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Prairie Fare: Choose Your Fats and Oils Wisely

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Julie Garden-Robinson, NDSU Extension Service food and nutrition specialist Julie Garden-Robinson, NDSU Extension Service food and nutrition specialist
While an occasional “fried food festival” will not negatively affect your health, too much fried food is not so great for your waist or, potentially, your arteries.

By Julie Garden-Robinson, Food and Nutrition Specialist

NDSU Extension Service

“Fried food festival,” read the text message from my husband.

I knew exactly what was happening at home while I was at a conference last week. My family was enjoying fried shrimp, clams, chicken and french fries. When Mom is away, the deep fat fryer comes out of storage.

When I arrived back at the airport, the first thing my family talked about was how great their “festival” had been.

“The kids loved it. She licked her plate clean,” my husband said as he grinned at our 7 -year-old daughter.

“Dad didn’t even have to do dishes when you were gone!” she added with a smirk.

I think they were trying to convince me that nutrition, manners and sanitation went out the window as soon as my plane departed.

“If you have the oil at the right temperature, the food doesn’t absorb very much fat,” he noted as he described recovering most of the oil back in the container after it cooled.

He was right about his frying technique. I’m glad they had a fun time while I was out of town.

We need some fat in our diets but not too much. While an occasional “fried food festival” will not negatively affect your health, too much fried food is not so great for your waist or, potentially, your arteries.

Fats play several roles in foods. Fats contribute flavor in meats and other foods and provide a creamy texture in foods such as ice cream. They contribute to a crisp texture in fried foods.

When we eat fat-containing foods, we feel more satisfied because fats are not digested as quickly as some other foods. Fats help with the absorption of fat-soluble vitamins A, D, E and K. Fat is used by our body to maintain the function of our membranes and to make hormonelike compounds that regulate body processes.

The American Heart Association (AHA) recommends that we get 25 to 35 percent of our daily calories from fat. For people eating 2,000 calories per day, that amounts to about 65 grams of fat, or 2.2 ounces.

Most people are aware that fats are not created equal based on their role in health. Saturated fat and trans fat should be limited in the diet. On a 2,000-calorie diet, AHA recommends that no more than 7 percent (16 grams) of our total daily calories should be from saturated fats. No more than 2 grams of our daily fat intake should be from trans fats.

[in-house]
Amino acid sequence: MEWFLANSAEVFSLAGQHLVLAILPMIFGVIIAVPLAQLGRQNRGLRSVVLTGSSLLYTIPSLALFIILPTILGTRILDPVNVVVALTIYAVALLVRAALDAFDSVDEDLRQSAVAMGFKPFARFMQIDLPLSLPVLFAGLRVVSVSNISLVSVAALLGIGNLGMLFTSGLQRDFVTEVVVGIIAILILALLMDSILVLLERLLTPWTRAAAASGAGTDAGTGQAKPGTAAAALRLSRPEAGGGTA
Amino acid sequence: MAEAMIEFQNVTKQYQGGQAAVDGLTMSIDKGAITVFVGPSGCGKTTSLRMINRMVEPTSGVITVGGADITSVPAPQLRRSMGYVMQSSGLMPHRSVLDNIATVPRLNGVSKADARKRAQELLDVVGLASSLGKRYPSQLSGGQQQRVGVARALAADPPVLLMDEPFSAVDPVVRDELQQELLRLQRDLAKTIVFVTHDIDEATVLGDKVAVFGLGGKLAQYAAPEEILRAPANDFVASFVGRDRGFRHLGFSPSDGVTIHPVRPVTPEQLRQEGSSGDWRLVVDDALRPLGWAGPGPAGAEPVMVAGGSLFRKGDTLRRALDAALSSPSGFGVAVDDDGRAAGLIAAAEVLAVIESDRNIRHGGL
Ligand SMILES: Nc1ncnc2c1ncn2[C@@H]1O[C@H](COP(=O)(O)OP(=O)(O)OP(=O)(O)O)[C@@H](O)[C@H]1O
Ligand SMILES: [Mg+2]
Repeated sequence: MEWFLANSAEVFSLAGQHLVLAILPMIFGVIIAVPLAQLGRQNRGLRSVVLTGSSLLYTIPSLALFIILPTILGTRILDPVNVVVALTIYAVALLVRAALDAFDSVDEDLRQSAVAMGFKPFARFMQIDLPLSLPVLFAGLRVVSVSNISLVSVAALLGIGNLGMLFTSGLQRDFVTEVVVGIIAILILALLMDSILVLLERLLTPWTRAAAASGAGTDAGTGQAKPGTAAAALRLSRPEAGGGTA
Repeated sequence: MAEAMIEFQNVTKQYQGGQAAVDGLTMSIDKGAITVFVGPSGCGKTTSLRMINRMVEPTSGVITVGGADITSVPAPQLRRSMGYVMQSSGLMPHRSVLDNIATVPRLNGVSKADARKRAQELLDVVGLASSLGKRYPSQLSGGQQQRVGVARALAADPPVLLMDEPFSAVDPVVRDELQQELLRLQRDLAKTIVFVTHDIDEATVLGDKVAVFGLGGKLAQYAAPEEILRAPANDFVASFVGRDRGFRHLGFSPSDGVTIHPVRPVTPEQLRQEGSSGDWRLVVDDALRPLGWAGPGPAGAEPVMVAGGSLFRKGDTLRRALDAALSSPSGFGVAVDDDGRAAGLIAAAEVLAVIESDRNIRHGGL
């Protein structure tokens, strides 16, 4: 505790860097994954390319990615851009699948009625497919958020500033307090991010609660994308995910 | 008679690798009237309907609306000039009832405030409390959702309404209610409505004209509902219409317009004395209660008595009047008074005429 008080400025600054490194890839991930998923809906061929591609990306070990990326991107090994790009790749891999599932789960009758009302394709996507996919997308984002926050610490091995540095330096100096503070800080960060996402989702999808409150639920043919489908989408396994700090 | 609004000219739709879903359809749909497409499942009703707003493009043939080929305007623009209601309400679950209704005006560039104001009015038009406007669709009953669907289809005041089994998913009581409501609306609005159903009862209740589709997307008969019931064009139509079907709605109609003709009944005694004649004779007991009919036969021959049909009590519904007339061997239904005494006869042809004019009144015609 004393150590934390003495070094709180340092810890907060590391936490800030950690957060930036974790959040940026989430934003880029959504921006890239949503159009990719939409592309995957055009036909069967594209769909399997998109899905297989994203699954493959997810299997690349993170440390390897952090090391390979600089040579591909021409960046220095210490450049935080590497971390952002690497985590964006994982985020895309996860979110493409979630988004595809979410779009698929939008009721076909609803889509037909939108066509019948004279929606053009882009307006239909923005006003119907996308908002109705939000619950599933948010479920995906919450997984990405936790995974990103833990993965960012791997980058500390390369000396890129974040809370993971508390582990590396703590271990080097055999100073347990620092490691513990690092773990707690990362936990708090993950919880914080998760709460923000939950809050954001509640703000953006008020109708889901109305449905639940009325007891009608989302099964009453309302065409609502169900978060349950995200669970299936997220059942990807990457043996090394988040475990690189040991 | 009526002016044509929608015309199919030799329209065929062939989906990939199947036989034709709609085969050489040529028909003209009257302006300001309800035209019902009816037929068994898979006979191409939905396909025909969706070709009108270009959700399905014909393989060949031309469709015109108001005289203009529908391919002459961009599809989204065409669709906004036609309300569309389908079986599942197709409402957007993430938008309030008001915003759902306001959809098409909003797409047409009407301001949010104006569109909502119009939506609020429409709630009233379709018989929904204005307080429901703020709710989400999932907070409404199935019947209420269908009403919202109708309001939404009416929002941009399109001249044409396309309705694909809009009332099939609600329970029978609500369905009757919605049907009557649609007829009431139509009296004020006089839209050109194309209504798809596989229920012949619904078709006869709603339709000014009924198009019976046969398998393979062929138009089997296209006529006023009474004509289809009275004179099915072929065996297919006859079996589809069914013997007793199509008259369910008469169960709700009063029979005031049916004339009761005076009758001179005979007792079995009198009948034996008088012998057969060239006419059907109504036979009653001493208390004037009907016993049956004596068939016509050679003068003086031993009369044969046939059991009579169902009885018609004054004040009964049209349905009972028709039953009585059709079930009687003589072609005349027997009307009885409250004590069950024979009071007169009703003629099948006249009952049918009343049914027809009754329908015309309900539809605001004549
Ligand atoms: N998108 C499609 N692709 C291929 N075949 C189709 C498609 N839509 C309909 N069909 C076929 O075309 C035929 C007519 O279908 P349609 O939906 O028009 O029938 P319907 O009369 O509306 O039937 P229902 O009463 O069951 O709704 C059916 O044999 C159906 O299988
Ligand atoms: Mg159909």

Nutrition Facts labels can help you sort out the information about fats. Pick up a food package and check it out. Most nutrition labels list the amounts of fat, saturated fat and trans fat in a serving of the food. The percent of the daily recommendation (percent daily value) is listed for total fat and saturated fat. For example, if your food choice has 50 percent of the daily recommendation for saturated fat, you may want to think carefully about your options for the rest of the day.

Nutrition experts recommend that we choose monounsaturated, polyunsaturated and omega-3 fats more often. Common food sources of monounsaturated fats are olive oil, peanut oil, canola oil, nuts and seeds. Polyunsaturated fats are found in sunflower, corn, safflower and soybean oils. Omega-3 fatty acids are found in fatty fish, such as salmon, as well as flaxseed and walnuts.

Keep in mind, though, that a tablespoon of oil contains about 120 calories. Therefore, even the healthiest fats need to be consumed in moderation.

Here’s a lower-calorie, higher-fiber baked version of fries. For a colorful change, try this recipe with sweet potatoes or another root vegetable. Perhaps if I prominently place this tasty recipe in view of my family, maybe the deep fryer will stay in storage next time I have a conference.

Oven Fries

4 medium potatoes*

1 Tbsp. oil (such as canola or sunflower)

Paprika or spice of choice (optional)

Grated Parmesan cheese (optional)

Wash potatoes, but don’t peel. Slice into 1/2-inch-thick strips. Blot dry with paper towels. Toss potatoes with oil in a bowl until coated. Sprinkle with paprika if desired. Spread on baking sheet and bake at 450 degrees for 20 to 25 minutes. Toss with Parmesan cheese (optional).

(*) Try sweet potatoes for a change of pace.

Makes eight servings. Each serving has 195 calories, 36 grams (g) of carbohydrate, 3.5 g of fat, 3.5 g of fiber and 110 milligrams of sodium.

(Julie Garden-Robinson, Ph.D., L.R.D., is a North Dakota State University Extension Service food and nutrition specialist and associate professor in the Department of Health, Nutrition and Exercise Sciences.)


NDSU Agriculture Communication – Jan. 20, 2011

Source:Julie Garden-Robinson, (701) 231-7187, julie.garden-robinson@ndsu.edu
Editor:Rich Mattern, (701) 231-6136, richard.mattern@ndsu.edu
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